The government of Mozambique has sanctioned a strategy to diminish the country’s reliance on fossil fuels, estimating a cost of US$80 billion (R1.5 trillion) for implementation by 2050. This move is designed to attract financial support for economic development. The initial measures outlined in the Energy Transition Strategy, endorsed by the Council of Ministers on November 21, involve the incorporation of 2 gigawatts of hydropower capacity by 2030 and the expansion of the transmission grid to accommodate additional renewable energy sources.
The comprehensive program is scheduled to be unveiled by President Filipe Nyusi on December 2 during an event at the Cop28 international climate summit in Dubai.
In a statement, the government noted that Mozambique possesses significant potential to become a global leader in climate-aligned development, emphasizing that the ambitious Energy Transition Strategy provides a clear roadmap for leveraging these assets to achieve sustainable nationwide growth and emissions reduction.
Mozambique joins other developing nations, including South Africa, Indonesia, Vietnam, and Senegal, in seeking international funding for transitioning away from coal and other fossil fuels. Talks regarding funding have reportedly taken place with Belgium, Germany, the UK, and the United Arab Emirates, with an investment plan anticipated to be announced at the Cop meeting.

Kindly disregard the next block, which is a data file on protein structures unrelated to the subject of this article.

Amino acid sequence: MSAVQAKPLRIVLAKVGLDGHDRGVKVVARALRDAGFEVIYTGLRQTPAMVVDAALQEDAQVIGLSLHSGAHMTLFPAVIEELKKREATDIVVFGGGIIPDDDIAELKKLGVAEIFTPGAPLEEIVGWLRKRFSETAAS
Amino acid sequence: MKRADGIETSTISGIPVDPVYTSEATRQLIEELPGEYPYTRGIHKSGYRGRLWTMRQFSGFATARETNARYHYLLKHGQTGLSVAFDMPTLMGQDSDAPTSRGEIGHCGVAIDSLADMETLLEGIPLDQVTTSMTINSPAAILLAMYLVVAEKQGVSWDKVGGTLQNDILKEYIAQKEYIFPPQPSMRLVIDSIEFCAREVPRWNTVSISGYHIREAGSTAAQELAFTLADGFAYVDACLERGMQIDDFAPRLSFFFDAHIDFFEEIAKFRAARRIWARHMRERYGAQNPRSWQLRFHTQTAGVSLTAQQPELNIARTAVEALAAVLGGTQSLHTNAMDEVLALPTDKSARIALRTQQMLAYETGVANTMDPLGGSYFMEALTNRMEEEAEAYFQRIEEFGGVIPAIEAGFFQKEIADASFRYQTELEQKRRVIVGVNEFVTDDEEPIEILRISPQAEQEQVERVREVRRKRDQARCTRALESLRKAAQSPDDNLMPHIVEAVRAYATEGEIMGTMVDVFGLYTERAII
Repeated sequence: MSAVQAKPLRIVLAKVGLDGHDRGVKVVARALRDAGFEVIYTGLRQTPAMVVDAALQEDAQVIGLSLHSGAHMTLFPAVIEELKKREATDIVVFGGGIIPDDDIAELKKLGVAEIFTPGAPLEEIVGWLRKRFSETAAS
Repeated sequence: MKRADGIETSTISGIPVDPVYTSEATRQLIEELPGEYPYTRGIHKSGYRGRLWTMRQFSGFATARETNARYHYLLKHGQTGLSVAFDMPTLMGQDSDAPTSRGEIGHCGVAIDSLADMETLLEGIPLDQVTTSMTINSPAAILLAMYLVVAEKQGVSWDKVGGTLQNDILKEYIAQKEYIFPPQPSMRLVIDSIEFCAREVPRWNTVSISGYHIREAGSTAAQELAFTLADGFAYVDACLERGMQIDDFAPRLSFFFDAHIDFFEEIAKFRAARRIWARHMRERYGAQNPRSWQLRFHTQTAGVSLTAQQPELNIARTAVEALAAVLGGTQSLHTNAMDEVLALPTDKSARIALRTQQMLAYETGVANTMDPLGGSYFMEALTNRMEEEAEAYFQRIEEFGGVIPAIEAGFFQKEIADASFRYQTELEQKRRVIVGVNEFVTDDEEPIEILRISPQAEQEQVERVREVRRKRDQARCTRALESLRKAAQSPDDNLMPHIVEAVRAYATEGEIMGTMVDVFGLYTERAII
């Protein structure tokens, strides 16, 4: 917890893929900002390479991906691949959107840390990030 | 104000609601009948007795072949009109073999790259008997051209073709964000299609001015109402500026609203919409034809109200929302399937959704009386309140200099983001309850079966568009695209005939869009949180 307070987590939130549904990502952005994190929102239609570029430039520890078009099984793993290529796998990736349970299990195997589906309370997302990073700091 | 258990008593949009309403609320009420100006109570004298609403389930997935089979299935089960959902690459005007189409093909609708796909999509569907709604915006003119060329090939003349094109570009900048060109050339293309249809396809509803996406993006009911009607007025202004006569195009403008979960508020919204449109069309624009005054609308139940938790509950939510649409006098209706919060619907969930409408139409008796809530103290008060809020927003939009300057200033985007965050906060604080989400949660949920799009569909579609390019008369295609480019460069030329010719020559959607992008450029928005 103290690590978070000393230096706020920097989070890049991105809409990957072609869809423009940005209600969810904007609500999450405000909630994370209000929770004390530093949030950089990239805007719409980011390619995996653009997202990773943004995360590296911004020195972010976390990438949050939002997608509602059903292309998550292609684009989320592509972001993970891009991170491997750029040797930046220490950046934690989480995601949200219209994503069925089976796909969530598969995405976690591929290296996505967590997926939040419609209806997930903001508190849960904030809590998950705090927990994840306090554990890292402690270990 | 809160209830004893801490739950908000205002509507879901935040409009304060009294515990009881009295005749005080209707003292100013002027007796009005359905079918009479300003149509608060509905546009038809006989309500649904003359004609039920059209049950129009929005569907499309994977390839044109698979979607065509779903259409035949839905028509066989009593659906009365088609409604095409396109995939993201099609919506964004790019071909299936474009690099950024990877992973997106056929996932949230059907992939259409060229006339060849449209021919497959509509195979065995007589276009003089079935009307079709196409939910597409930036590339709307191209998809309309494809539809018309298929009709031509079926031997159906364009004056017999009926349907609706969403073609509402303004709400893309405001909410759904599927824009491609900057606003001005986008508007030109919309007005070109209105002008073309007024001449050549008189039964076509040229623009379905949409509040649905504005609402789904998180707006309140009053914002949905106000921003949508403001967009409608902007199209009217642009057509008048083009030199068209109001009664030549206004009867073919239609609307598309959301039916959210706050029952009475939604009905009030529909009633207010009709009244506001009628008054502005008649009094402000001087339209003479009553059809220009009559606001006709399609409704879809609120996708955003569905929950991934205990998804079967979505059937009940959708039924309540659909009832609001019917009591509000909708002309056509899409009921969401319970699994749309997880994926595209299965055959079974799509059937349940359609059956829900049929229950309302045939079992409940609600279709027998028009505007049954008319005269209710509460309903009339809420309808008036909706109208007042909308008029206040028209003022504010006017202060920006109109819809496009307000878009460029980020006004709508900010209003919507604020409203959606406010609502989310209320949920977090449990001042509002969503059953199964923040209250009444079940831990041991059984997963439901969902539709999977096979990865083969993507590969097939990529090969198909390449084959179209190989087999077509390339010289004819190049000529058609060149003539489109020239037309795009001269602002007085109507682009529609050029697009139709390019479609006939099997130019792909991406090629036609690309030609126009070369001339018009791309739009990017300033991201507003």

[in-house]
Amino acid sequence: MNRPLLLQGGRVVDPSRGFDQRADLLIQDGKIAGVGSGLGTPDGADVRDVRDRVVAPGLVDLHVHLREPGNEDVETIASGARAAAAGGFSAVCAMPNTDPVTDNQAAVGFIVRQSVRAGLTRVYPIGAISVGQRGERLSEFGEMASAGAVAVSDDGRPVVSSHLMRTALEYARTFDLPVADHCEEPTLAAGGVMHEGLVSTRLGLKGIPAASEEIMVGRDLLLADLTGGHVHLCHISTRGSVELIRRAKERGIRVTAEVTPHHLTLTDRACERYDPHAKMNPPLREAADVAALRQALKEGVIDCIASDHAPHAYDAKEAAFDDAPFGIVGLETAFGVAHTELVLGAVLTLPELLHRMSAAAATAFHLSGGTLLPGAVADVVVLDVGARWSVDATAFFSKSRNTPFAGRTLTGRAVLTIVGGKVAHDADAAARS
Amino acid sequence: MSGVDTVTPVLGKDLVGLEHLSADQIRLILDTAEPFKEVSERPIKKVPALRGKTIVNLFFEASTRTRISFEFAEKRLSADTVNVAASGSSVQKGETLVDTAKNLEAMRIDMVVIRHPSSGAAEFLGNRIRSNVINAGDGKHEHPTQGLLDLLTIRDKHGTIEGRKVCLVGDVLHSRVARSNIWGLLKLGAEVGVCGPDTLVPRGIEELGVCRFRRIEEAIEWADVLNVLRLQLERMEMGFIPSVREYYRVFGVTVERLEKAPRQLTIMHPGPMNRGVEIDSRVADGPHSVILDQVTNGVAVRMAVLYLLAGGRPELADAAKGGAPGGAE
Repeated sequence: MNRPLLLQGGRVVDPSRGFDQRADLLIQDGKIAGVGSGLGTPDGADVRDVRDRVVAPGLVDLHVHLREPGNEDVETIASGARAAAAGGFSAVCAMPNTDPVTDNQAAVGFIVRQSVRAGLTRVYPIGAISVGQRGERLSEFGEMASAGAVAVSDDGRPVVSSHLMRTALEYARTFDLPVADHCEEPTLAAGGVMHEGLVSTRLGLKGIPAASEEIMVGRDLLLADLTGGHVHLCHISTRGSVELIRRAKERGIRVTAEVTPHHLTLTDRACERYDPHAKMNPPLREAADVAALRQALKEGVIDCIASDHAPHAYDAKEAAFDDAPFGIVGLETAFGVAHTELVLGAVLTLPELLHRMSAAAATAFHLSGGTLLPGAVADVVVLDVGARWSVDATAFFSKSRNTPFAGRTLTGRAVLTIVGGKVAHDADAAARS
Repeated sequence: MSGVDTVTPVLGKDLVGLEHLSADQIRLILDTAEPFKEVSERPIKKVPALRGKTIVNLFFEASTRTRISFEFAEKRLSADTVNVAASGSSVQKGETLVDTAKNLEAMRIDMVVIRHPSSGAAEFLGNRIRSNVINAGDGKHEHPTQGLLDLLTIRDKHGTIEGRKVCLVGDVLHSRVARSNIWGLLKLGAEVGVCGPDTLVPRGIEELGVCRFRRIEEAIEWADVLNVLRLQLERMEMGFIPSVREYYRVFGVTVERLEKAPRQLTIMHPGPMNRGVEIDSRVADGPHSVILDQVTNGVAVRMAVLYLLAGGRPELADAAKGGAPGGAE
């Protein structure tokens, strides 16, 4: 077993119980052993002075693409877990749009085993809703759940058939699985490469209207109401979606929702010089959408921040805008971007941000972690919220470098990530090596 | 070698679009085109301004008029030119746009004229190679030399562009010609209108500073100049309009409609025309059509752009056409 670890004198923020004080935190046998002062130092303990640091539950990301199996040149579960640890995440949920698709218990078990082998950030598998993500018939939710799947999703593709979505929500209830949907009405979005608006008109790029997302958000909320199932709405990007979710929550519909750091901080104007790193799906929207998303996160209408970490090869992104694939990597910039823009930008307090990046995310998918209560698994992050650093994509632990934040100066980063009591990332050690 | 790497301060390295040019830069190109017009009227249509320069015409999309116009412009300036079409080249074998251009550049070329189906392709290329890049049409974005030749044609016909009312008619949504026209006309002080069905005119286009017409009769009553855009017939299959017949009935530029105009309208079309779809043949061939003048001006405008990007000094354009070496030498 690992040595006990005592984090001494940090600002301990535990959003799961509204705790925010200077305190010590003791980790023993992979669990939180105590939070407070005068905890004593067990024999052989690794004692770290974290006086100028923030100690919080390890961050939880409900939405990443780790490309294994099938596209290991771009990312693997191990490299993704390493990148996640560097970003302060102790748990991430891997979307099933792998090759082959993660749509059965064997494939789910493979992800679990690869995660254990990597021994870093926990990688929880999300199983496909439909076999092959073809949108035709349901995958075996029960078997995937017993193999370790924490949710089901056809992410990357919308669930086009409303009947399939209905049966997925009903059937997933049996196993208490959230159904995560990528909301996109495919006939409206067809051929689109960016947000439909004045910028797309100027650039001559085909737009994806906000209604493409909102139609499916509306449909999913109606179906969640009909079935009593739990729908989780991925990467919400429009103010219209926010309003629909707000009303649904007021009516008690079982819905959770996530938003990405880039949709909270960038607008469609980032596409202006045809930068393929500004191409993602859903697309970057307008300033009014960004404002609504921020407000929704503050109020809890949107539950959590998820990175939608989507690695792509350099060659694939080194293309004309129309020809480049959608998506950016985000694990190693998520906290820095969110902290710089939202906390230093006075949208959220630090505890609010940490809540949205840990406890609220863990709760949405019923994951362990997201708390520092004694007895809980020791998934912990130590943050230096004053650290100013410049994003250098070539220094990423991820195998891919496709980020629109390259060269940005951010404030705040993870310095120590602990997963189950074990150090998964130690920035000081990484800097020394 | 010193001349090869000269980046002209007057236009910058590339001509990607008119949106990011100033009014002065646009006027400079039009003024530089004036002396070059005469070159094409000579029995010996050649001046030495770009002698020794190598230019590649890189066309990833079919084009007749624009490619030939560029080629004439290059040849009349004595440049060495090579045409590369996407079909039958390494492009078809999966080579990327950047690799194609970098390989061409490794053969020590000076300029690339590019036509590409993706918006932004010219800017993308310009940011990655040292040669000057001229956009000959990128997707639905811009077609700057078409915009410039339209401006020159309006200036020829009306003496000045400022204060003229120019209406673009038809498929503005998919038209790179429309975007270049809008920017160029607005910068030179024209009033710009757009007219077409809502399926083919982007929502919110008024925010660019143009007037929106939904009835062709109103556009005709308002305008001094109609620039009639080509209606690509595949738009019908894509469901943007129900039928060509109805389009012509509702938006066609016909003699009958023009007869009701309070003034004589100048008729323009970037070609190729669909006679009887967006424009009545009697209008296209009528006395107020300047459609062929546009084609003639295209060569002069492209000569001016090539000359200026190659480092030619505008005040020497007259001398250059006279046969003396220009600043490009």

Despite being one of the world’s poorest countries, Mozambique boasts abundant hydropower, wind, solar, and natural gas resources, along with essential materials like lithium and graphite for green technologies.
The government intends to hold more auctions to encourage privately owned solar and wind power plants, establish “green industrial parks” for mineral processing, increase the use of ethanol and biodiesel in fuel, promote electric and compressed natural gas vehicles, achieve universal access to electricity by 2030, and advocate for more efficient cooking methods to reduce reliance on wood and charcoal.